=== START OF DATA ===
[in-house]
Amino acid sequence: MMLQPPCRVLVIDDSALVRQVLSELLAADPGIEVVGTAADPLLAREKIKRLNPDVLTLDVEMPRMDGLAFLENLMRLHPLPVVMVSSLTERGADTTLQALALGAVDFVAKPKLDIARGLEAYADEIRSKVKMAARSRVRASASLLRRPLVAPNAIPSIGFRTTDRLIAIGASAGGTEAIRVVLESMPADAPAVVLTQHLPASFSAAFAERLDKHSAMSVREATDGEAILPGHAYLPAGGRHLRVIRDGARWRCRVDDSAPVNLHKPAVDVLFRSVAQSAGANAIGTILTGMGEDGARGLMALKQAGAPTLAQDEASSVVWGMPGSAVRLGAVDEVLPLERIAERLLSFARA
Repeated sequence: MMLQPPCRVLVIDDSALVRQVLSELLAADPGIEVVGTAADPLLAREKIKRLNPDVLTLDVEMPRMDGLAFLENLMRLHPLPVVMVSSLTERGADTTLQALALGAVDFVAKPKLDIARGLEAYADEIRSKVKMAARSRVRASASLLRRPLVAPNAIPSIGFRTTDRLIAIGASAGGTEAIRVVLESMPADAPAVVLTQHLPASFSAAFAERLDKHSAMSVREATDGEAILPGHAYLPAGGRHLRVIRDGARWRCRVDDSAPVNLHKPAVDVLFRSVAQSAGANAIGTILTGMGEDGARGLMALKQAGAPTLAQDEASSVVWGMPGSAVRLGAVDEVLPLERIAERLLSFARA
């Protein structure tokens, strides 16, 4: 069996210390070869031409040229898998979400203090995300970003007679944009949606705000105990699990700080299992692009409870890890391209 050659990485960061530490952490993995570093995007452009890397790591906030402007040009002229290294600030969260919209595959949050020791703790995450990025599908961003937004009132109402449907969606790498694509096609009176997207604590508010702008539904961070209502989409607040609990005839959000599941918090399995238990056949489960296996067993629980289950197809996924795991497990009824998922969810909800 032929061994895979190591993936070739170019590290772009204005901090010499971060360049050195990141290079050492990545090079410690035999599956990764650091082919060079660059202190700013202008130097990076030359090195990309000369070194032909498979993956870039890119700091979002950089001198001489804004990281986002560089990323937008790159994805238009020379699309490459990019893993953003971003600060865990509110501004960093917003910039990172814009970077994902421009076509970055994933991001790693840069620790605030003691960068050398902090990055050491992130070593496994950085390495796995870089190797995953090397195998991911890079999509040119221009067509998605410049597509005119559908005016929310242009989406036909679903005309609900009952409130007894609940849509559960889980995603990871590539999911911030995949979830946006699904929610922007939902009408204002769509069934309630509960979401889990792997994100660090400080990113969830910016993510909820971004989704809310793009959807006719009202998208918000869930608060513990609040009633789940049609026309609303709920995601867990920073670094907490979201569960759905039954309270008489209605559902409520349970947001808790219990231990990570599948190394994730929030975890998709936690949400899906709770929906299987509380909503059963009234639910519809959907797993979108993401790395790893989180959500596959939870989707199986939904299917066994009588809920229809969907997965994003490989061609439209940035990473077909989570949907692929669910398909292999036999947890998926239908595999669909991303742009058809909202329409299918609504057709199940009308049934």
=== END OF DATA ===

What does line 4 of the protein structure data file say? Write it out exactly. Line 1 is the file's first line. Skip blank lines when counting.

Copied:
């Protein structure tokens, strides 16, 4: 069996210390070869031409040229898998979400203090995300970003007679944009949606705000105990699990700080299992692009409870890890391209 050659990485960061530490952490993995570093995007452009890397790591906030402007040009002229290294600030969260919209595959949050020791703790995450990025599908961003937004009132109402449907969606790498694509096609009176997207604590508010702008539904961070209502989409607040609990005839959000599941918090399995238990056949489960296996067993629980289950197809996924795991497990009824998922969810909800 032929061994895979190591993936070739170019590290772009204005901090010499971060360049050195990141290079050492990545090079410690035999599956990764650091082919060079660059202190700013202008130097990076030359090195990309000369070194032909498979993956870039890119700091979002950089001198001489804004990281986002560089990323937008790159994805238009020379699309490459990019893993953003971003600060865990509110501004960093917003910039990172814009970077994902421009076509970055994933991001790693840069620790605030003691960068050398902090990055050491992130070593496994950085390495796995870089190797995953090397195998991911890079999509040119221009067509998605410049597509005119559908005016929310242009989406036909679903005309609900009952409130007894609940849509559960889980995603990871590539999911911030995949979830946006699904929610922007939902009408204002769509069934309630509960979401889990792997994100660090400080990113969830910016993510909820971004989704809310793009959807006719009202998208918000869930608060513990609040009633789940049609026309609303709920995601867990920073670094907490979201569960759905039954309270008489209605559902409520349970947001808790219990231990990570599948190394994730929030975890998709936690949400899906709770929906299987509380909503059963009234639910519809959907797993979108993401790395790893989180959500596959939870989707199986939904299917066994009588809920229809969907997965994003490989061609439209940035990473077909989570949907692929669910398909292999036999947890998926239908595999669909991303742009058809909202329409299918609504057709199940009308049934």